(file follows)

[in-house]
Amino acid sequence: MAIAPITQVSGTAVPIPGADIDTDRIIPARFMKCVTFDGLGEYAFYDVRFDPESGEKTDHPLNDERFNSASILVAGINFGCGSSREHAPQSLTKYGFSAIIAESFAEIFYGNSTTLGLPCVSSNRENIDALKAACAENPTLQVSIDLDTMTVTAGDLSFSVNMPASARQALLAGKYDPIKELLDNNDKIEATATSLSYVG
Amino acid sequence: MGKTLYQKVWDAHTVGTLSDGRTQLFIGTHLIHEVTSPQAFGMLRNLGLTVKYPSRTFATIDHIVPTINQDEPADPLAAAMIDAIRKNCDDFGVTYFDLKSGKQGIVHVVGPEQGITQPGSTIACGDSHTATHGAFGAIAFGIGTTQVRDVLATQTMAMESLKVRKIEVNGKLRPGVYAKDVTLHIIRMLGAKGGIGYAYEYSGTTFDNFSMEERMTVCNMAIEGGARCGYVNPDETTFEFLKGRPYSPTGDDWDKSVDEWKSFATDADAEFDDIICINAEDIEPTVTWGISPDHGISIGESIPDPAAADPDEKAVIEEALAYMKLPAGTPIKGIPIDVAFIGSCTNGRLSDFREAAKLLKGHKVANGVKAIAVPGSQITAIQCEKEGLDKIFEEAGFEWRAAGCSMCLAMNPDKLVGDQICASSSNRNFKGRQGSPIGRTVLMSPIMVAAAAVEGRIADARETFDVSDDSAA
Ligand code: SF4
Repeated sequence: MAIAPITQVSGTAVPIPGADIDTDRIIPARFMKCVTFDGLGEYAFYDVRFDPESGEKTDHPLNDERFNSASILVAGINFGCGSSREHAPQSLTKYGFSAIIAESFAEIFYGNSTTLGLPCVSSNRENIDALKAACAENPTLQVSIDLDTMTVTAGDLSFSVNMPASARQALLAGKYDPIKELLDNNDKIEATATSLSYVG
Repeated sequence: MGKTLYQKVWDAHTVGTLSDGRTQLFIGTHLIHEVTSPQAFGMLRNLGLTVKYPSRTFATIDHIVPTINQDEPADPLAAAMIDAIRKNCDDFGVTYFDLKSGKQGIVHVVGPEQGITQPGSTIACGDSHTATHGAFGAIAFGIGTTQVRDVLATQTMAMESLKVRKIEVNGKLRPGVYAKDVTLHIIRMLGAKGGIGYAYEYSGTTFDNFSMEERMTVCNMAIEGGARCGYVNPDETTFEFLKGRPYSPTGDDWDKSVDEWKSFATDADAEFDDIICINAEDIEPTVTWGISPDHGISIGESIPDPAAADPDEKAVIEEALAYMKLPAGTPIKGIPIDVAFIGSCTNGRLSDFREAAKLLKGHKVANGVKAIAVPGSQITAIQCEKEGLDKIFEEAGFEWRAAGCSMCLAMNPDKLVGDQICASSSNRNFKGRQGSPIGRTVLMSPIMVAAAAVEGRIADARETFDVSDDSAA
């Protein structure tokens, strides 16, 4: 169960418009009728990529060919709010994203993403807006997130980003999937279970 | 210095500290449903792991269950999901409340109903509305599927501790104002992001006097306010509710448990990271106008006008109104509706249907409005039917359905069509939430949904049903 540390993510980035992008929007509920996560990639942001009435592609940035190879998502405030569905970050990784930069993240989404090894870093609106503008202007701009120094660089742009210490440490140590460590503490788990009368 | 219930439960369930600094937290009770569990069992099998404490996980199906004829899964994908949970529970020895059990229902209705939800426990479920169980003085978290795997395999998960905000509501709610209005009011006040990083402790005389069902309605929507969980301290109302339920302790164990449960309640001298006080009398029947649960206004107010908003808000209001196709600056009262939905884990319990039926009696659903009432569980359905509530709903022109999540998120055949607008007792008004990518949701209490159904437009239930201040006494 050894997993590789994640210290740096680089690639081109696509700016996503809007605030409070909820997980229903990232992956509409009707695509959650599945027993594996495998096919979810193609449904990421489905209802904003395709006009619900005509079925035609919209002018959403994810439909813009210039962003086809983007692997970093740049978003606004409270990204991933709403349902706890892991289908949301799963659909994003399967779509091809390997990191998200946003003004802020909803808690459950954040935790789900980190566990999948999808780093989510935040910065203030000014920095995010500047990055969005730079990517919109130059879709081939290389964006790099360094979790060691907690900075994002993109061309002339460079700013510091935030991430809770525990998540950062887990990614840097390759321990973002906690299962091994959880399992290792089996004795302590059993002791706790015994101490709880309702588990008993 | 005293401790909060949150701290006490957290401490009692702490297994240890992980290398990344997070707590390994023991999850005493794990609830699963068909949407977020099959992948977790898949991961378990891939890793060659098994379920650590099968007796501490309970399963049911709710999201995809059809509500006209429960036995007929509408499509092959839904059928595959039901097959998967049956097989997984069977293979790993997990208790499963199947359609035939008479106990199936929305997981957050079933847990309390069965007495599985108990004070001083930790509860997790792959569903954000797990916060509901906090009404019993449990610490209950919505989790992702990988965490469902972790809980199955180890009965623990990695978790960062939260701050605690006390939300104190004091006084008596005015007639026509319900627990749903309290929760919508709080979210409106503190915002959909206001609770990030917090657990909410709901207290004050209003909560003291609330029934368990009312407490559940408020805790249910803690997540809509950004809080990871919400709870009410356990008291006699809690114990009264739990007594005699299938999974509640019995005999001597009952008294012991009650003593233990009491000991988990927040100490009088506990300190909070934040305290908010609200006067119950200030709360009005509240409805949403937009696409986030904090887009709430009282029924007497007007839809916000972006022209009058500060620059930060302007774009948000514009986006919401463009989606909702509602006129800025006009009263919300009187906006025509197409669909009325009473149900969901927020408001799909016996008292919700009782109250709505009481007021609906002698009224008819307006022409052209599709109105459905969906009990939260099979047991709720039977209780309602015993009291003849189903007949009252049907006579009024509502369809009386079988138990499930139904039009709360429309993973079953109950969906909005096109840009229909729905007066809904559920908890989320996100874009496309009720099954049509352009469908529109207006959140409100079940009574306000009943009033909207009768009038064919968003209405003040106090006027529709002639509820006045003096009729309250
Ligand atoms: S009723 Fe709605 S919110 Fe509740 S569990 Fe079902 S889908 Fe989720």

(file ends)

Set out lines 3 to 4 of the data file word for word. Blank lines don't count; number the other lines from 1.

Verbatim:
Amino acid sequence: MGKTLYQKVWDAHTVGTLSDGRTQLFIGTHLIHEVTSPQAFGMLRNLGLTVKYPSRTFATIDHIVPTINQDEPADPLAAAMIDAIRKNCDDFGVTYFDLKSGKQGIVHVVGPEQGITQPGSTIACGDSHTATHGAFGAIAFGIGTTQVRDVLATQTMAMESLKVRKIEVNGKLRPGVYAKDVTLHIIRMLGAKGGIGYAYEYSGTTFDNFSMEERMTVCNMAIEGGARCGYVNPDETTFEFLKGRPYSPTGDDWDKSVDEWKSFATDADAEFDDIICINAEDIEPTVTWGISPDHGISIGESIPDPAAADPDEKAVIEEALAYMKLPAGTPIKGIPIDVAFIGSCTNGRLSDFREAAKLLKGHKVANGVKAIAVPGSQITAIQCEKEGLDKIFEEAGFEWRAAGCSMCLAMNPDKLVGDQICASSSNRNFKGRQGSPIGRTVLMSPIMVAAAAVEGRIADARETFDVSDDSAA
Ligand code: SF4